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Thousands of years ago, when philosophy was not the concern of humanity, there was a mythology that considered heroes to be gods. These gods were believed to control the lives of all people and a man was simply a tool. When religions came into existence, the rules for worshipping were formulated. With the emergence of philosophy, people started to question whether the gods exist and two concepts (being and becoming) were considered.
Early Greek philosophers such as Thales, Anaximenes, and Anaximander were the first to raise the questions about being (objects) and becoming (change). Becoming was seen as driven by cycles (a year, for example) modulation of objects (Copleston, 1993). Thales believed that water was the first principle; the air was considered to be of primary importance for Anaximenes. In 500 BC, Pythagoras attached numbers to physical events and introduced the idea that formulas are reality, the generators of everything. Forty years later, Heraclitus noted that everything in the world was in permanent state of flow. Thus, becoming as the concept was introduced as the most important principle and if becoming disappears, being would disappear as well. In other words, being was the result of becoming.
Lao Tzu (570 BC) wrote that being and not being arose from one another. Notably, the difference between these two concepts is still debated and the term not being is either equal to being or is opposite to it. Parmenides, on the contrary, believed that non-being did not exist, that everything was being. Melissus supported the belief of Parmenides. However, added that being is infinite while becoming or change did not exist. His follower Zeno of Elea perceived becoming to be an illusion, as well as continuity was (Copleston, 1993).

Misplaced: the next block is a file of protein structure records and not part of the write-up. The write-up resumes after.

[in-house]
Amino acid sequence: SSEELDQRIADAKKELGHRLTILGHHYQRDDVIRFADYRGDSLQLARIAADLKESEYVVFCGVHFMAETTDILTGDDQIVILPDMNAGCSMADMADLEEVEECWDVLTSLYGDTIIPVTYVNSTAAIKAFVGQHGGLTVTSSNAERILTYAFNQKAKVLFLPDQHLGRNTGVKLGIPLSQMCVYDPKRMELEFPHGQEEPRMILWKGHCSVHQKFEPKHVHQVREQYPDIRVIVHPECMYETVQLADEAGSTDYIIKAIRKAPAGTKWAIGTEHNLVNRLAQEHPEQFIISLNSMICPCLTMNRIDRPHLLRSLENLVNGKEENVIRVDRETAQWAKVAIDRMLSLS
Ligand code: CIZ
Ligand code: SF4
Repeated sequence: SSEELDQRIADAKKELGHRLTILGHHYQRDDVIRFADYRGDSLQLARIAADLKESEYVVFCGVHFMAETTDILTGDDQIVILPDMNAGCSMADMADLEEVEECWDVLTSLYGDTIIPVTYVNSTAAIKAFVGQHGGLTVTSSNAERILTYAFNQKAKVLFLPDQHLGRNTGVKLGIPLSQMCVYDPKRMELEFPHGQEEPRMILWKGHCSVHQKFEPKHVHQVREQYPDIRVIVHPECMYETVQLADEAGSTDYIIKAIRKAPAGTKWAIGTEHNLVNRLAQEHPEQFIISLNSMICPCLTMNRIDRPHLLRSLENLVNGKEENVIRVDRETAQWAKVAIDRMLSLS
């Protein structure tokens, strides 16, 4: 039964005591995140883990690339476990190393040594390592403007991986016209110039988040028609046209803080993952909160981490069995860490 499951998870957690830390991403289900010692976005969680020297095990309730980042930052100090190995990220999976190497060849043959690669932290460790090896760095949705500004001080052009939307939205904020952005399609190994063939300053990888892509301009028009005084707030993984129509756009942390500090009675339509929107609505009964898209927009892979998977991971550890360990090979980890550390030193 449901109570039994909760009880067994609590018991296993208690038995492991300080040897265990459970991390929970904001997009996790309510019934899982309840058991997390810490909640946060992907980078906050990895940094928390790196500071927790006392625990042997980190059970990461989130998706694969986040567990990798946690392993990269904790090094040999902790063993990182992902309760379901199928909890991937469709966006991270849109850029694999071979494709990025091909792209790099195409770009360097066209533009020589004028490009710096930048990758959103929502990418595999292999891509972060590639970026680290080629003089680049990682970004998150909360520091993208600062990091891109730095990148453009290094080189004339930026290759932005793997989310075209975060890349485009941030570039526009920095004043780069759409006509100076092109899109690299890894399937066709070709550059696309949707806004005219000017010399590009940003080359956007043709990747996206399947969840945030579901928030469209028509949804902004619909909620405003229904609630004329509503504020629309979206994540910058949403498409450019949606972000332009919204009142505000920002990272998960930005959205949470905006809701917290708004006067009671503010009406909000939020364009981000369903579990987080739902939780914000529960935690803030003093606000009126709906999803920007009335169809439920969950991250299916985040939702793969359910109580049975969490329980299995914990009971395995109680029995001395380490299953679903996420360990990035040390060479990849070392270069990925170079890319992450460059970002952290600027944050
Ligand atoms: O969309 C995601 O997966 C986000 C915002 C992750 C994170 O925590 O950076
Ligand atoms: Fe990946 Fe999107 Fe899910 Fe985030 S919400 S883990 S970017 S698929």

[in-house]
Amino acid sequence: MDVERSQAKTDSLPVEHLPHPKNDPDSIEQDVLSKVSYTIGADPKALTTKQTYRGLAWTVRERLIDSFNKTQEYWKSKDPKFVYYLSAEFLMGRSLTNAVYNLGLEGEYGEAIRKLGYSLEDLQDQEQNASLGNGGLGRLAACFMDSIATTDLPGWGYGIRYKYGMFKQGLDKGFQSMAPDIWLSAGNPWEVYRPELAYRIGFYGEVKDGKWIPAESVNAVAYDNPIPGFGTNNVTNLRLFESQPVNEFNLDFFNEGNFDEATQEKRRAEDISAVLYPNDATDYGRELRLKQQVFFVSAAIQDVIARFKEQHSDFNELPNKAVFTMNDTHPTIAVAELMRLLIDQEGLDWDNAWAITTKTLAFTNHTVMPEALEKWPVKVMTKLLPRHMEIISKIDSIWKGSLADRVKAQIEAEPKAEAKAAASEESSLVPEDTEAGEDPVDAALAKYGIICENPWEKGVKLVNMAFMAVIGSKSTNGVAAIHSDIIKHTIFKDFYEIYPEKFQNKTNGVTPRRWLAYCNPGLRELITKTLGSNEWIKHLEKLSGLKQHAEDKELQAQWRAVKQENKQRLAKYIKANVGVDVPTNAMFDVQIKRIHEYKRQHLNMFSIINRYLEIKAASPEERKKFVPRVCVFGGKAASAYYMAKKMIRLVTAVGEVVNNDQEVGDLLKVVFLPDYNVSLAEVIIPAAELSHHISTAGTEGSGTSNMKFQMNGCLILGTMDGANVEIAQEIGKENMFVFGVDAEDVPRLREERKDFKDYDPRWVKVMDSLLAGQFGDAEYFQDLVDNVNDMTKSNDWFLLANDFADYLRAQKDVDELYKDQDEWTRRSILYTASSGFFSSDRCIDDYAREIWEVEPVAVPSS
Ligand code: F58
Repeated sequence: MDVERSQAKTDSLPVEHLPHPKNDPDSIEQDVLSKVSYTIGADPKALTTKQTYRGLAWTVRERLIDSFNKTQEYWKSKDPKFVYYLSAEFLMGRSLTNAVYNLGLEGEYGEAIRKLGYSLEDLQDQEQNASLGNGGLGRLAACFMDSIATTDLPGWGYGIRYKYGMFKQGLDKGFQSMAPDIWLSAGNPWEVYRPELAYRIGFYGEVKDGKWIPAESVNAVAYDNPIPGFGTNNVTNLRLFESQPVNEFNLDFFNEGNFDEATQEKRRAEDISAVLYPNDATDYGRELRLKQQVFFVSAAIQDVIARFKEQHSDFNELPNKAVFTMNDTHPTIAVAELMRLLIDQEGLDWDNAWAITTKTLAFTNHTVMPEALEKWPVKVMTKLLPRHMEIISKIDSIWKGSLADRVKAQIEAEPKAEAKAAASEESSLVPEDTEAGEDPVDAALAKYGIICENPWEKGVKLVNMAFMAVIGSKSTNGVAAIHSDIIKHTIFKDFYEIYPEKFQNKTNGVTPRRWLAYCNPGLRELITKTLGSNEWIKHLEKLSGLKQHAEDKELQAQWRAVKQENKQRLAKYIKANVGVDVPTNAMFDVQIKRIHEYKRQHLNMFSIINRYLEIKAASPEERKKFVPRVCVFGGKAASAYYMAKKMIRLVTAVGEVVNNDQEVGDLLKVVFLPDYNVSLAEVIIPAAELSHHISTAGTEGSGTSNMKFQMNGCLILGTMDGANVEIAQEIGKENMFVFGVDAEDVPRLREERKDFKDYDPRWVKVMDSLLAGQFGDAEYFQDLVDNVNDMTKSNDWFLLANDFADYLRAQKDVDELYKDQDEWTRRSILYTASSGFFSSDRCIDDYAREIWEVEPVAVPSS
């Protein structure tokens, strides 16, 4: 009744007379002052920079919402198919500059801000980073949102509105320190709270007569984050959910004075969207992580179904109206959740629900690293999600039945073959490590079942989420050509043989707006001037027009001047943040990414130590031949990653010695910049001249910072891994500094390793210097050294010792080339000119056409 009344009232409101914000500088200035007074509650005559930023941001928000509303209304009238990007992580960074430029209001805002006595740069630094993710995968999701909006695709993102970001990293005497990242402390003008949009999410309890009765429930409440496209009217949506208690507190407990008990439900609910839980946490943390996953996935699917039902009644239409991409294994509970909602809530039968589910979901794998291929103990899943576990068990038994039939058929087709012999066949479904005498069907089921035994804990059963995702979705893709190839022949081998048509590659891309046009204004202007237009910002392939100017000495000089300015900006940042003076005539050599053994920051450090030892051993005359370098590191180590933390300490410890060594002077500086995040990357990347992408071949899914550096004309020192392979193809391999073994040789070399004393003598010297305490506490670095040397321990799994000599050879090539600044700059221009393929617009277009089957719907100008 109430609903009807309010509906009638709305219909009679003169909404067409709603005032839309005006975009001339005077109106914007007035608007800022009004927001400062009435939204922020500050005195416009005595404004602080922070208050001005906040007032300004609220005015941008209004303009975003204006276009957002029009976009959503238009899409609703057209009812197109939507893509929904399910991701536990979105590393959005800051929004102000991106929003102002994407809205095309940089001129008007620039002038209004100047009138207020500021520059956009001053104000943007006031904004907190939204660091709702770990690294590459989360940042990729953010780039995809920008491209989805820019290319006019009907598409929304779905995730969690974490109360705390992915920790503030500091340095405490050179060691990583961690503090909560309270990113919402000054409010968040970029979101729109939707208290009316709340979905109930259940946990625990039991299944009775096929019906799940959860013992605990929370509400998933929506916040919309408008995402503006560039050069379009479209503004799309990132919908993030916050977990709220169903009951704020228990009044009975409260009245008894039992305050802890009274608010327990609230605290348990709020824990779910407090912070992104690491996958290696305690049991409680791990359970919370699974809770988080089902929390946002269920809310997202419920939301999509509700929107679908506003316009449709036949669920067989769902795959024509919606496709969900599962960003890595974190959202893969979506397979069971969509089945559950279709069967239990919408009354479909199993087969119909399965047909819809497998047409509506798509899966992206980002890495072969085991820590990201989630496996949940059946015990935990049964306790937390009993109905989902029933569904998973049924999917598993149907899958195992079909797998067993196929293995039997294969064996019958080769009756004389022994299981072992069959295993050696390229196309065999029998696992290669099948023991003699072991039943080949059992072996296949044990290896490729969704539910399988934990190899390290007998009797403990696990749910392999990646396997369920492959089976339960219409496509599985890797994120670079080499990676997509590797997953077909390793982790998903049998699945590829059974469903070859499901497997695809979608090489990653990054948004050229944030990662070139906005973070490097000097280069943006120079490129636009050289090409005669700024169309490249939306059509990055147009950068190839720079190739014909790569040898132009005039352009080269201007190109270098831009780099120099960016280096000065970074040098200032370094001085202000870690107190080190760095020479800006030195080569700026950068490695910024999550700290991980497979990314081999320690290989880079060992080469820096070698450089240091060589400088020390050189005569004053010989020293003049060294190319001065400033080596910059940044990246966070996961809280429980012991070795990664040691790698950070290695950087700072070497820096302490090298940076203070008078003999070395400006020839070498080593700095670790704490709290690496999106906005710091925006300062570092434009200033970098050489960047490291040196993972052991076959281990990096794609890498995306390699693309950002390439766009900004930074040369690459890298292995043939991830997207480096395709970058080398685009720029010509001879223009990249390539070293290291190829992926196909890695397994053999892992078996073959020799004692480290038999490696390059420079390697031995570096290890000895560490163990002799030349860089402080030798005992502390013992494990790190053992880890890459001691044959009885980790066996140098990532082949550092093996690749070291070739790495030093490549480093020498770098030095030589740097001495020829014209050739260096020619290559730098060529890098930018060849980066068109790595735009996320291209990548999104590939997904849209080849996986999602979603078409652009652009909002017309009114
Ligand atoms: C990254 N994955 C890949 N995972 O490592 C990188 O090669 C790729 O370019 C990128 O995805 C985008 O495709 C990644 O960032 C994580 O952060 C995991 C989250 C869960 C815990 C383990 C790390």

Greek philosophers were not focused on becoming while paid more attention to being. Aristotle wrote that when a person holds what is immune to influence from others, he is superior to the person who depends on others or things. For example, the son depends on his father and the son is inferior to father for this reason. St. Thomas (theological philosopher) related being and becoming to the concept of eternity and noted that all events are like people on the road who cannot see ahead of them even though can be seen by the one who is high above the road. Philosophies of being consider becoming of less importance and it is worth to note that process philosophy is originated in religious doctrines.
Philosophers of being believe that change or becoming is unreal, the principle under which one being is substituted with another. Reality consists of beings, not changes. From religious perspective, there is only one the highest being which is perfect, while the other beings are changing because of their imperfection. Lequier, Kames, Sartre, and Dewey all believed that people do make their own decisions according to the theory of self-creation (Copleston, 1993). In summary, becoming is seen as the special case of being. It is the mixture of being and non-being – the new moment created by every change.
The research on philosophy of being and becoming was confusing in defining the clear distinction between the two concepts. The major debate was found in the fields of metaphysics and theology. Theology does not reject either of the concepts and grants equal attention to both being and becoming; while metaphysics is more focused on being with minor importance attributed to becoming. There is no single definition of being or becoming as well as no clear theory of either one. In the result of the study, I understood that becoming is the change of being, thus being is the part of the becoming.
Copleston, F. (1993). History of Philosophy. Image Publication.